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The Guide: Fishing in Columbia

Learn where to catch fantastic fish

Photo illustration by Tova Diamond

Catfish are found in every state in the United States, except Alaska.

July 14, 2011 | 12:00 a.m. CST

Columbia boasts eight public hot spots for fishing enthusiasts or line-casting novices. Pack a lunch, grab a tackle box, resuscitate that well-worn fishing hat and spend a day finding out which fish are eager for a bite of bait. Daily fishing permits are $7 and can be purchased through the Missouri Department of Conservation. Vox rated the fish populations at each location using a bubble rating system. Three bubbles means there’s a high fish population, and two bubbles means there’s a medium fish population. These locations are fisheries that are maintened by the Missouri Department of Conservation.

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American Legion Lake
Location: 602 S. Legion Lane
Hours: 6 a.m. to 11 p.m.
Adam Wolf, the owner and primary operator of Tombstone Tackle, says this lake doesn’t get nearly as much attention as other fisheries in Columbia, but that’s because it isn’t as good as its competition. American Legion Park also has an archery practice range and a playground, so if fish are possibly avoiding the bobbing bait, the location still caters to a wide range of interests.
Two bubbles: Bass and bluegill

Antimi Lake
Location: Columbia Cosmopolitan Recreation Area, 1615 Business Loop
70 W.
Hours: 6 a.m. to 12 p.m.
Antimi features two acres for fishing, picnic areas, two pavilions, soccer fields, baseball fields and a rollerblade park. Two hiking trails surround the lake. It’s also about 700 feet from another fishing spot, Nickell Lake.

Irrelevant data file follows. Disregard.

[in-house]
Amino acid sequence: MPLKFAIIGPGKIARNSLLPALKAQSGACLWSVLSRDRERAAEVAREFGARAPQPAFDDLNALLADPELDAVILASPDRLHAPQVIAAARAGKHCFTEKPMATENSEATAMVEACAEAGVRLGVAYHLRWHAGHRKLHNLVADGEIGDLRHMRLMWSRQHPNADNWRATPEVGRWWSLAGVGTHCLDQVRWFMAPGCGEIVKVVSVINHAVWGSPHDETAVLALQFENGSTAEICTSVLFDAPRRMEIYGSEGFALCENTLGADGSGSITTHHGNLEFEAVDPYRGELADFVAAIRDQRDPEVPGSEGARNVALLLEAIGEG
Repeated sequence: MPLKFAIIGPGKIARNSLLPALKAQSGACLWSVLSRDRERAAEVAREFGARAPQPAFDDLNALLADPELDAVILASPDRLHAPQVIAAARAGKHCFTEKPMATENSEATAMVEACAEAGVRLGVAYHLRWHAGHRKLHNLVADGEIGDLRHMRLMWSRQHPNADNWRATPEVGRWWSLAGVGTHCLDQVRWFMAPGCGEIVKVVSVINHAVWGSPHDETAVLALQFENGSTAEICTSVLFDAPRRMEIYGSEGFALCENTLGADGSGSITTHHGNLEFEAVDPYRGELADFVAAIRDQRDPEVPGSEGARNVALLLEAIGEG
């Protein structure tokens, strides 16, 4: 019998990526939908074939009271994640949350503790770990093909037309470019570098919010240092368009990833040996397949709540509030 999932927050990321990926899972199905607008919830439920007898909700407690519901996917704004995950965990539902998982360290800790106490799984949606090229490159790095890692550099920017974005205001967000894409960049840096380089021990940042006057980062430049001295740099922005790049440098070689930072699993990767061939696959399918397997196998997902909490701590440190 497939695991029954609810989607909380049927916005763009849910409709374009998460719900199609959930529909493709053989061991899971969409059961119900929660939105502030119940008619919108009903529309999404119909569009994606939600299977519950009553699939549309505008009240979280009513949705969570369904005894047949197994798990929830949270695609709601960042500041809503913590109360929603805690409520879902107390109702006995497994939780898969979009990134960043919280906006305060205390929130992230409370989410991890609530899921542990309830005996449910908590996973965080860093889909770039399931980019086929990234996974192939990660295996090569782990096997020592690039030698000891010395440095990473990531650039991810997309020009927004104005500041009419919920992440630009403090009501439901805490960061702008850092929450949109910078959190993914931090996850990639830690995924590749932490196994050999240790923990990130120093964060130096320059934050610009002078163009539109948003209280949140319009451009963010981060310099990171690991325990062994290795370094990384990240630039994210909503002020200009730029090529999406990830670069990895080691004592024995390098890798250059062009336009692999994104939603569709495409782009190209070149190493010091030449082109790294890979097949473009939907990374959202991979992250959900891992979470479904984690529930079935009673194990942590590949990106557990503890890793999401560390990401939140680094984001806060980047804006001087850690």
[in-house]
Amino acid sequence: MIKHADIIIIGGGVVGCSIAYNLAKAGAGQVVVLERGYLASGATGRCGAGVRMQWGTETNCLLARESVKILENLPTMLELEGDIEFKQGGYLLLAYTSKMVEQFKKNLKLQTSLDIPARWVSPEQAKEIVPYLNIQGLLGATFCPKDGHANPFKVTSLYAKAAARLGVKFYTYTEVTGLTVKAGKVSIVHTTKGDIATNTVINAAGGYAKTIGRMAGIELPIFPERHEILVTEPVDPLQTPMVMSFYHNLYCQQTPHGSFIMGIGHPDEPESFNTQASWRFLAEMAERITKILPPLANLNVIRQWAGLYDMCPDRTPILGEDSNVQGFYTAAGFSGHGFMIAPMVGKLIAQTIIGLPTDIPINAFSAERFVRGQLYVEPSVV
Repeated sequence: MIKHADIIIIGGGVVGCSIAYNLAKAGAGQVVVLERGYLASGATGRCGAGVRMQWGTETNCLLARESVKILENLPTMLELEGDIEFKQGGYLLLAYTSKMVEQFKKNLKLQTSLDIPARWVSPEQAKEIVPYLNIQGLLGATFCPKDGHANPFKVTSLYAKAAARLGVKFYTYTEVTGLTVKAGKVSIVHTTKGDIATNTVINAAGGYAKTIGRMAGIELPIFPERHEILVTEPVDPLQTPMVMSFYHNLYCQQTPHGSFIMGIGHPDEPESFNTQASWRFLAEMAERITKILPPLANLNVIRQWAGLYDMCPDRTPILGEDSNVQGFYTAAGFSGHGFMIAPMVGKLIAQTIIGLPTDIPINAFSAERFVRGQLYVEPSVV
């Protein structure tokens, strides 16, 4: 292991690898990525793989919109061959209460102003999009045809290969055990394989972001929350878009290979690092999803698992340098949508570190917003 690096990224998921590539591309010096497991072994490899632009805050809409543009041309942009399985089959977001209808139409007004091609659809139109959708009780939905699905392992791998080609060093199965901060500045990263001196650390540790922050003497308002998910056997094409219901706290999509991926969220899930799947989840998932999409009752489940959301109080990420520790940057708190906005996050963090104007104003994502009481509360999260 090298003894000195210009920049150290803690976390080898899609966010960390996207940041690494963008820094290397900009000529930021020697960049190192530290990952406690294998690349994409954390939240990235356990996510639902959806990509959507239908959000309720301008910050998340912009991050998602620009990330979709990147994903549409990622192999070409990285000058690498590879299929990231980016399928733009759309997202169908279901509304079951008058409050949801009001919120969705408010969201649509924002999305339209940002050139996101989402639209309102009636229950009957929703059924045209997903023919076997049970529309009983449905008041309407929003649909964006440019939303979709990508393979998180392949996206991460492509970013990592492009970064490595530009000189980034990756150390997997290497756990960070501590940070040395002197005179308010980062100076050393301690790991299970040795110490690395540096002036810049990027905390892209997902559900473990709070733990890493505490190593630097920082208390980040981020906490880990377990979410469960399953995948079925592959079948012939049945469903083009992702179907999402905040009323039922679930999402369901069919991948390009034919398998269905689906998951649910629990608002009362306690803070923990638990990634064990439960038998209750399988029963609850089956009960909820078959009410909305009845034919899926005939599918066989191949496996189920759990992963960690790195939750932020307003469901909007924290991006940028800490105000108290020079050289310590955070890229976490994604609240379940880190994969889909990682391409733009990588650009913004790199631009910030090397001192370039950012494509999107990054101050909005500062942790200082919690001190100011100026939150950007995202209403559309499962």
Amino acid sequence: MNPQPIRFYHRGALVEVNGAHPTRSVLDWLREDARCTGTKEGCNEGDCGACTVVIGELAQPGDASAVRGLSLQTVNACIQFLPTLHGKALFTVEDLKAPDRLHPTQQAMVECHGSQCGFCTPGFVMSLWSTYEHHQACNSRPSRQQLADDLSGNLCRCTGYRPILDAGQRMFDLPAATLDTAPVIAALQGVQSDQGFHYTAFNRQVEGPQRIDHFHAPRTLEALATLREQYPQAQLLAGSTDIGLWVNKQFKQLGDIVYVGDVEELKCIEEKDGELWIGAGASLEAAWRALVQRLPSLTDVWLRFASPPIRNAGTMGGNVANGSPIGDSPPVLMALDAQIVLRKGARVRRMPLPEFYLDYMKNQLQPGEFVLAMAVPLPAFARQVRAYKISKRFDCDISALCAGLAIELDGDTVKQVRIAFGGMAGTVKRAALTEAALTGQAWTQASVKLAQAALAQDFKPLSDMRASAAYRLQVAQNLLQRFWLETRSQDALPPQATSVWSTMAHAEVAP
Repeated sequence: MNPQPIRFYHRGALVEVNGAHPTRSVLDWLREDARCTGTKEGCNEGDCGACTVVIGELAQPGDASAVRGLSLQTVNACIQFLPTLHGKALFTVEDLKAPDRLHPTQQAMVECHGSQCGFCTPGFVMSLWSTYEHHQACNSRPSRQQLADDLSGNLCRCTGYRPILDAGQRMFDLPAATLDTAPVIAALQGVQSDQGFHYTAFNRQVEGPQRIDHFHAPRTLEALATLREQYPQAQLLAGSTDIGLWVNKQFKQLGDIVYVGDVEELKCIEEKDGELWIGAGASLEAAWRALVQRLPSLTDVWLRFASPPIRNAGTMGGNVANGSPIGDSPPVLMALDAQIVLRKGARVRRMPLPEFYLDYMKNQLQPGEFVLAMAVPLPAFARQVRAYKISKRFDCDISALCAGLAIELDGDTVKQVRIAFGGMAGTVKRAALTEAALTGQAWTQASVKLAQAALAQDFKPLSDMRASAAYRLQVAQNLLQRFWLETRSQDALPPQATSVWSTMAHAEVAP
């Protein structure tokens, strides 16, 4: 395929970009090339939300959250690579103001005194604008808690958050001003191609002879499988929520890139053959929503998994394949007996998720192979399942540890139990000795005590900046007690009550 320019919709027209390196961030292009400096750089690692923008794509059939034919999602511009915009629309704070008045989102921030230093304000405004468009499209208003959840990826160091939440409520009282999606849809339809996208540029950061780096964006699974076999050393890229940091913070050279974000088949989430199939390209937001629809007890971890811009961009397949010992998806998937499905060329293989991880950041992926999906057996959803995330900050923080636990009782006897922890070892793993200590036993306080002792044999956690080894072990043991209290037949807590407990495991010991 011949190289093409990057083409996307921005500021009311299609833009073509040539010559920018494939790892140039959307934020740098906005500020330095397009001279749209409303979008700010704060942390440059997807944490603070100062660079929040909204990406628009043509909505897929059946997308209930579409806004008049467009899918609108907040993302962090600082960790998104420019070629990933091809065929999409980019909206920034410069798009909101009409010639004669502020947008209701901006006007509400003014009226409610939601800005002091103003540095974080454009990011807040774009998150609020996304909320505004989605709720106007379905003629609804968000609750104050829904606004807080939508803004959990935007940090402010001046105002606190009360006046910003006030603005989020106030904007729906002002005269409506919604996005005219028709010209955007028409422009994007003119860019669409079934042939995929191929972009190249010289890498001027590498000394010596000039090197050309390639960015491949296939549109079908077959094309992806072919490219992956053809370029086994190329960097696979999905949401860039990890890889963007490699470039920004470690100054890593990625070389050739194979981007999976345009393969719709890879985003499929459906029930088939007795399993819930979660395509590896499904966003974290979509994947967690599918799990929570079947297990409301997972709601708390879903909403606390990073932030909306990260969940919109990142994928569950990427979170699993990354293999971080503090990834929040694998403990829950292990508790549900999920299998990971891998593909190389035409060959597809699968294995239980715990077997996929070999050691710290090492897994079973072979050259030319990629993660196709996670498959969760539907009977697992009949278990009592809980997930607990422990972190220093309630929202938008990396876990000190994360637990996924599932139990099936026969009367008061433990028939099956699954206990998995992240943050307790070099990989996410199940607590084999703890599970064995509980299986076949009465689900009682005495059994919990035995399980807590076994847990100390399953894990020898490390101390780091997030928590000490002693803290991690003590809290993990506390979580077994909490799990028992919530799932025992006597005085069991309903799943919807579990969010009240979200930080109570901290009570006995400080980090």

Three bubbles: Bass, catfish
Two bubbles: Bluegill and crappie

Cosmo-Bethel Lake
Location: Cosmo-Bethel Park,
4500 Bethel St.
Hours: 6 a.m. to 11 p.m.
Nestled in a 40-acre park, this oasis has plenty of marine life in its waters. City regulations allow visitors to catch up to 60 fish a day, so bait doesn’t stand a chance once it breaks the water’s surface. Stretch your legs at the nearby shady trail.
Three bubbles: Bass, catfish and trout
Two bubbles: Bluegill, crappie and perch

Lake of the Woods
Location: Lake of the Woods Recreation Area, 6700 St. Charles Road
Hours: 6 a.m. to 11 p.m.
Although there are three lakes at the recreation area, fishing is only allowed at the lake northwest side of the clubhouse. There’s a variety of fish that live in these calm waters, but there is only a medium population of each, according to the Missouri Department of Conservation website (mdc.mo.gov/fishing).
Two bubbles: Bass, bluegill, catfish,
crappie and perch

Nickell Lake
Location: L.A. Nickell Golf Course, 1800 Parkside Drive
Hours: Mon. through Fri., 7 a.m. to sundown; Sat. through Sun., 6:30 a.m. to sundown
Here, fishers can cast a line into water plenty of bluegill call home, Nickell Golf Course employee Jim Vaughn says. The pond is next to the parking lot, so anglers don’t have to bypass golfers to start casting their lines. Get there early because the course closes around sundown or when the last golfer leaves the greens.
Three bubbles: Bluegill

Philips Lake
Location: 5050 Bristol Lake Parkway
Hours: 6 a.m. to 11 p.m.
Philips Lake is a great spot to fish for bass, Wolf says. The bass are relatively small because the lake is somewhat new, so it will take some time for them to grow. However, there are still plenty of 2 to 2.5-pound bass looking for a line to bite. It’s legal to catch up to 6 pounds a day.
Three bubbles: Bass and perch
Two bubbles: Catfish

Stephens Lake Park
Location: 2001 E. Broadway
Hours: 6 a.m. to 11 p.m.
This 11-acre lake is easily accessible and is great for kids with its spray park and walkways. Fishing is only allowed on the east side of the boardwalk. Non-motorized boats are allowed, and the lake boasts two spots constructed specifically for shoreline fishing, so a day with a pole in the water is sure to yield bountiful results.
Three bubbles: Crappie
Two bubbles: Bluegill, catfish, crappie and perch

Twin Lakes
Recreation Area

Location: 2500 Chapel Hill Road
Hours: 6 a.m. to 11 p.m.
Wolf says this 18-acre lake is Columbia’s most overlooked fishery, so lines are sure never to bob for long. With large flathead catfish and plenty of big bass, poles attract fish like bees to honey. Non-motorized boats are also allowed.
Three bubbles: Bass and catfish
Two bubbles: Bluegill, crappie and perch

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